I was wondering if a power MOSFET fails due to overheating, will it usually burn as an open-circuit or short-circuit?
Also, does over-temp damage usually cause the gate oxide to blow through as a low resistance ( < 100 Ohms)?
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Assuming my answer is correct, my intuition was wrong about this. The short answer is I would expect a MOSFET to fail as an open circuit due to over-temperature conditions.
This wikipedia article suggests that:
Increase in drain-to-source resistance. It is observed in high-temperature devices, and is caused by metal-semiconductor interactions, gate sinking and ohmic contact degradation.
... at least in monolithic microwave integrated circuits, but the terminology seems consistent with MOSFETs...
This other article also suggests it will fail open, but for different (fundamentally mechanical) reasons:
Exactly what happens depends on how excess the power is. It may be a sustained cooking. In this case, the MOSFET gets hot enough to literally unsolder itself. Much of the MOSFET heating at high currents is in the leads - which can quite easily unsolder themselves without the MOSFET failing! If the heat is generated in the chip, then it will get hot - but its maximum temperature is usually not silicon-restricted, but restricted by the fabrication. The silicon chip is bonded to the substrate by soft solder and it is quite easy to melt this and have it ooze between the epoxy and the metal of the body, forming solder droplets. This may well not destroy the chip!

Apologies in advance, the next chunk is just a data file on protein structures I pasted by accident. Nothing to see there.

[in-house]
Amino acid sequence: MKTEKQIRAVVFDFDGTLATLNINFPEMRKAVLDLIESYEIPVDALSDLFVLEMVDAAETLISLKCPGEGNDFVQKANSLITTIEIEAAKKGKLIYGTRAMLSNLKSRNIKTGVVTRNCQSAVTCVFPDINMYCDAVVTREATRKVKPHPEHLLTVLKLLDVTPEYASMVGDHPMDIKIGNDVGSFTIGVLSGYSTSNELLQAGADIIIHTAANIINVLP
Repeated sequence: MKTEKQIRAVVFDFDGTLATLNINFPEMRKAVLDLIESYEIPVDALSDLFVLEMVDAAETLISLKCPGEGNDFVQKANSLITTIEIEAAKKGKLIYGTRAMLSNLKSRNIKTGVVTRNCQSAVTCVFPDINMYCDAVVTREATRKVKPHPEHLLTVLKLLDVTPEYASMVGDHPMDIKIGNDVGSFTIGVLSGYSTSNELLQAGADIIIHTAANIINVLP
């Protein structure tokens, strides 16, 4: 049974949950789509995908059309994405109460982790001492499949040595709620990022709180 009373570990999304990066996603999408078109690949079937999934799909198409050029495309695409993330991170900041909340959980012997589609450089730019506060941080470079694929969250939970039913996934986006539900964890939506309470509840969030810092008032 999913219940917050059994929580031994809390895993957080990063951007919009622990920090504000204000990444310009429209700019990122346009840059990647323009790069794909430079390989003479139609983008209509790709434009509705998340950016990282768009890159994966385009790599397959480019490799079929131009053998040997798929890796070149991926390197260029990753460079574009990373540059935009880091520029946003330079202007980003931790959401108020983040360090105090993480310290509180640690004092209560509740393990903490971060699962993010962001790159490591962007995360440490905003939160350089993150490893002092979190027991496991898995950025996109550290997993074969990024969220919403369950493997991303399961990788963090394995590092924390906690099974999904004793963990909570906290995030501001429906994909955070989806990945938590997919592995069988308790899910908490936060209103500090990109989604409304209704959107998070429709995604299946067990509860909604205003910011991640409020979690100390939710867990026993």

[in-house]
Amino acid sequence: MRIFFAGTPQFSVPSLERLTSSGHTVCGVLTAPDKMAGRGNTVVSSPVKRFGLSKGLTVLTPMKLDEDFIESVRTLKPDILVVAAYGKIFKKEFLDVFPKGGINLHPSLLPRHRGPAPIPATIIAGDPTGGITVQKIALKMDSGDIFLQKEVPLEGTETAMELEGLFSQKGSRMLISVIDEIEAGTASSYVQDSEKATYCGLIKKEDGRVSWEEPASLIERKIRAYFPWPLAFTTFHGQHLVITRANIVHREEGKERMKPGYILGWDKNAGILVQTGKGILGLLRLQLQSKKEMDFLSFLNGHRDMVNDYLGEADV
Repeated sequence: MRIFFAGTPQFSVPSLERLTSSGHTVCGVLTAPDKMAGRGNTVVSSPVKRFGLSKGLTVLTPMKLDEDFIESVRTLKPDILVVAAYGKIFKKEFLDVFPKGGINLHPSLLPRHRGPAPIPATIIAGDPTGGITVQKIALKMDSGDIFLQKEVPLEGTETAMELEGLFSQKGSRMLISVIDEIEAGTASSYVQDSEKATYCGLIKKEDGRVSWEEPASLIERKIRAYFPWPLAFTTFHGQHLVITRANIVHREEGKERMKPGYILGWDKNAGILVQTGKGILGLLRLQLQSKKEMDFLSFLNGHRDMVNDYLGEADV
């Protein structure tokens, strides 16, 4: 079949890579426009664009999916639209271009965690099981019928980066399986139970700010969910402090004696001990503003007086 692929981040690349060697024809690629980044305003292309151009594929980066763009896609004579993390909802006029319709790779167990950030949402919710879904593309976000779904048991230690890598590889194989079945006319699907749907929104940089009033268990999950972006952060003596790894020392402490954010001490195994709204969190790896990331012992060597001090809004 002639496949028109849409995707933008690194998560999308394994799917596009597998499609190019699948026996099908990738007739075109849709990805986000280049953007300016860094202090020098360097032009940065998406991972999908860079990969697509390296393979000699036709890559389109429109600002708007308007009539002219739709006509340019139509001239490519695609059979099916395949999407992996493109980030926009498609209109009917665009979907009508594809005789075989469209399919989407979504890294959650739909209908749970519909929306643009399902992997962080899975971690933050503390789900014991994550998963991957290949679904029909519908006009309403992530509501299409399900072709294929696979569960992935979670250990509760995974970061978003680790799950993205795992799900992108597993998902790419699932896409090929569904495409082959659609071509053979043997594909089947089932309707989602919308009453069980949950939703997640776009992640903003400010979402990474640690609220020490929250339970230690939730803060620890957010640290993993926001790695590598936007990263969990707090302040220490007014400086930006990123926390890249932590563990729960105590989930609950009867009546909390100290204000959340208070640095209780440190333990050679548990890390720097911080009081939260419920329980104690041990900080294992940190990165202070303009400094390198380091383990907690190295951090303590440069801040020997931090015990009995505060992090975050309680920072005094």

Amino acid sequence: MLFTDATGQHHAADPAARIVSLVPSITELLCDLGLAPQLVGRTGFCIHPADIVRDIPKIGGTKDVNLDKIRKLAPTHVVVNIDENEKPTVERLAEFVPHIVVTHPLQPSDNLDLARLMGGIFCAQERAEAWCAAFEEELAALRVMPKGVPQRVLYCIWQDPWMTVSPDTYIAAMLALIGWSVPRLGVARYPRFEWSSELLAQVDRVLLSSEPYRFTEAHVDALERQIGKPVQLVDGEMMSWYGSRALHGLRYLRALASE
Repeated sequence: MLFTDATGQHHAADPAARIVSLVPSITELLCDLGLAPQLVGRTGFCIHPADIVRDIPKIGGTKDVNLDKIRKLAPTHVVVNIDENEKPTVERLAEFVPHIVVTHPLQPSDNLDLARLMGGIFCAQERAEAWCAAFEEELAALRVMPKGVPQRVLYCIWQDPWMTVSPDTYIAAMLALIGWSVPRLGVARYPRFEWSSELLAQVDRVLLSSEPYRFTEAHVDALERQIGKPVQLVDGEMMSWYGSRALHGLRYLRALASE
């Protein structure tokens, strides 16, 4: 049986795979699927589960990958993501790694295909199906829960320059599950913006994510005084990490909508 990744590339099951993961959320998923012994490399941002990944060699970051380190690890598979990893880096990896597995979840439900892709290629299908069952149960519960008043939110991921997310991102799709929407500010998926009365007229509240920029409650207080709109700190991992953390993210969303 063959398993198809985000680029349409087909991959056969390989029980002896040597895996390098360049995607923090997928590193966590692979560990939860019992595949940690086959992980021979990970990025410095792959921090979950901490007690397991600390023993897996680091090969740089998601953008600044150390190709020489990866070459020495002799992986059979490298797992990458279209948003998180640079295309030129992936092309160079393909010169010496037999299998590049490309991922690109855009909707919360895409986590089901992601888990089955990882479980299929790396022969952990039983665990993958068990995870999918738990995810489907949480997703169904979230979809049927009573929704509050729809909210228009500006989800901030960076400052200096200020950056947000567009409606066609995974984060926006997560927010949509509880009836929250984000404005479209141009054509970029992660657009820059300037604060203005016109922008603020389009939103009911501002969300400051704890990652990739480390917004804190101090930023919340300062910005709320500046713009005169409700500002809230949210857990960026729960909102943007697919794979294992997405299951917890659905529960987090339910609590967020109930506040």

Usually, a MOSFET will fail short first. This is because excessive heat will, by diffusion, mix the dopants enough to create a good conductor instead of the p-n or n-p barriers that were there originally. Often, the gate oxide will be taken into the diffusion, too, causing a short betweem all three terminals.
Only if the short circuit current after this first mode of failure is high enough to blow the bond wires or the entire transistor, there is an open circuit.